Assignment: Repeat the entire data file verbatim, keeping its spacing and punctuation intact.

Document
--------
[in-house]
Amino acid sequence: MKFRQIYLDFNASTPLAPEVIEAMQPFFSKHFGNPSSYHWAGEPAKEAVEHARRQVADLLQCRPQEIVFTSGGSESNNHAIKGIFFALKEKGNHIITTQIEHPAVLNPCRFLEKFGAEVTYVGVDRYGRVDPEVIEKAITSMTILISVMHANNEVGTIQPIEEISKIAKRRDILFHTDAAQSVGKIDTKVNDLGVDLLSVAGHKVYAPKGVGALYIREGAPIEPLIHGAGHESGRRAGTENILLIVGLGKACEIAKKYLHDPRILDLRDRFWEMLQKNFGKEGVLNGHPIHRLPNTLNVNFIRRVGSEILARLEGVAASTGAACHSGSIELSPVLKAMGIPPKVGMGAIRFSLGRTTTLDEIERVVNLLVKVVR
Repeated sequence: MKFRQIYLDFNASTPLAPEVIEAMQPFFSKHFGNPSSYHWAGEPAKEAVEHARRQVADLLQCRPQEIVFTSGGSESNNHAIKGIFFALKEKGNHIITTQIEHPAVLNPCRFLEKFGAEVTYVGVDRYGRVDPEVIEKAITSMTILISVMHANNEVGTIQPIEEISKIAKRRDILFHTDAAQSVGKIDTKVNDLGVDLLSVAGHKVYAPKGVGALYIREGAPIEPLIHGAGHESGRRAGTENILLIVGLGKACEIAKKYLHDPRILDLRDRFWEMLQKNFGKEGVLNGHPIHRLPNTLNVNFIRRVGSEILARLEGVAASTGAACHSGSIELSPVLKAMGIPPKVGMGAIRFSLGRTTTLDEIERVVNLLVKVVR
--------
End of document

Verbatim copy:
[in-house]
Amino acid sequence: MKFRQIYLDFNASTPLAPEVIEAMQPFFSKHFGNPSSYHWAGEPAKEAVEHARRQVADLLQCRPQEIVFTSGGSESNNHAIKGIFFALKEKGNHIITTQIEHPAVLNPCRFLEKFGAEVTYVGVDRYGRVDPEVIEKAITSMTILISVMHANNEVGTIQPIEEISKIAKRRDILFHTDAAQSVGKIDTKVNDLGVDLLSVAGHKVYAPKGVGALYIREGAPIEPLIHGAGHESGRRAGTENILLIVGLGKACEIAKKYLHDPRILDLRDRFWEMLQKNFGKEGVLNGHPIHRLPNTLNVNFIRRVGSEILARLEGVAASTGAACHSGSIELSPVLKAMGIPPKVGMGAIRFSLGRTTTLDEIERVVNLLVKVVR
Repeated sequence: MKFRQIYLDFNASTPLAPEVIEAMQPFFSKHFGNPSSYHWAGEPAKEAVEHARRQVADLLQCRPQEIVFTSGGSESNNHAIKGIFFALKEKGNHIITTQIEHPAVLNPCRFLEKFGAEVTYVGVDRYGRVDPEVIEKAITSMTILISVMHANNEVGTIQPIEEISKIAKRRDILFHTDAAQSVGKIDTKVNDLGVDLLSVAGHKVYAPKGVGALYIREGAPIEPLIHGAGHESGRRAGTENILLIVGLGKACEIAKKYLHDPRILDLRDRFWEMLQKNFGKEGVLNGHPIHRLPNTLNVNFIRRVGSEILARLEGVAASTGAACHSGSIELSPVLKAMGIPPKVGMGAIRFSLGRTTTLDEIERVVNLLVKVVR